The International Monetary Fund on Thursday raised its economic growth estimate for Japan in 2014, saying the economy grew at a faster-than-expected pace earlier this year before the 3-percentage-point consumption tax hike to 8 percent from April 1.
But the IMF lowered its estimate of global economic growth in 2014 by 0.3 percentage point, to 3.4 percent, due to slowing growth in the United States and emerging nations including China.
In an update to its semiannual World Economic Outlook, the IMF said the Japanese economy will grow 1.6 percent this year in terms of inflation-adjusted gross domestic product, up by 0.3 percentage point from its April forecast.
However, the IMF said Japanese growth will slow to 1.1 percent in 2015, due in part to a further increase in the national consumption tax to 10 percent. That hike is scheduled to take effect in October 2015, aimed at restoring Japan’s fiscal health, the worst among major developed economies.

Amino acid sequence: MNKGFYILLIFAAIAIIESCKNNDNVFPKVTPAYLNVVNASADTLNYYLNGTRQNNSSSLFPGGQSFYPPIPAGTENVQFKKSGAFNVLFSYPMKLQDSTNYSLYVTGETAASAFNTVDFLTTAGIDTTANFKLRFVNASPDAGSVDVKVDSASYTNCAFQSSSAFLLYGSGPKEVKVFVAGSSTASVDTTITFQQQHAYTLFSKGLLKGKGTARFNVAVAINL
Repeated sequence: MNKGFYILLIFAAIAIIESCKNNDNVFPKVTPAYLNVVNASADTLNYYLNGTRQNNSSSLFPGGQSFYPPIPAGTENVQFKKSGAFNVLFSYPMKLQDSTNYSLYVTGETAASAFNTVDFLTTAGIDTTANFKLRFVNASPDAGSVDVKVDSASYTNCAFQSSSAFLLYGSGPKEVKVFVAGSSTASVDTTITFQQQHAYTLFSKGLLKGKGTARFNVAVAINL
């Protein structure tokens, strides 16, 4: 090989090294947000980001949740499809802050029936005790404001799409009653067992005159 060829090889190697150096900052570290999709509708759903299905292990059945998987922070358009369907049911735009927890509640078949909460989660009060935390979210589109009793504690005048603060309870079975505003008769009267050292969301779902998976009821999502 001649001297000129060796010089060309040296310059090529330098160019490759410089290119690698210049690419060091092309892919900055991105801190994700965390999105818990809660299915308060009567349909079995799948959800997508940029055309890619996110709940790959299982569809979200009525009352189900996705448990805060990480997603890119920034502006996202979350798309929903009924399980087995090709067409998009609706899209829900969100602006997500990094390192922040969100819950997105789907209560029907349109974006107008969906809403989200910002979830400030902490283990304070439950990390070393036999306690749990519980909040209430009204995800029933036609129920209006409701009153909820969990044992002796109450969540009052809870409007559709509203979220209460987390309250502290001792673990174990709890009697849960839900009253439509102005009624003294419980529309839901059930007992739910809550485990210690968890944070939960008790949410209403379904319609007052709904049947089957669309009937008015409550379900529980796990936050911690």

IMF chief economist Olivier Blanchard told a press conference that the upward revision to Japan’s forecast growth rate in 2014 “reflects the effects of Abenomics, and stronger domestic demand, including investment,” referring to Prime Minister Shinzo Abe’s policies centering on drastic monetary easing and massive fiscal spending.
But the IMF believes the pace of growth is destined to slow as a result of the tax increases.
“Our forecast for 2015 gives a glimpse of the difficulty,” the IMF added. “Growth is forecast to be only 1.1 percent, reflecting in part the adverse effects on demand of the planned increase in consumption taxes later in the year.”
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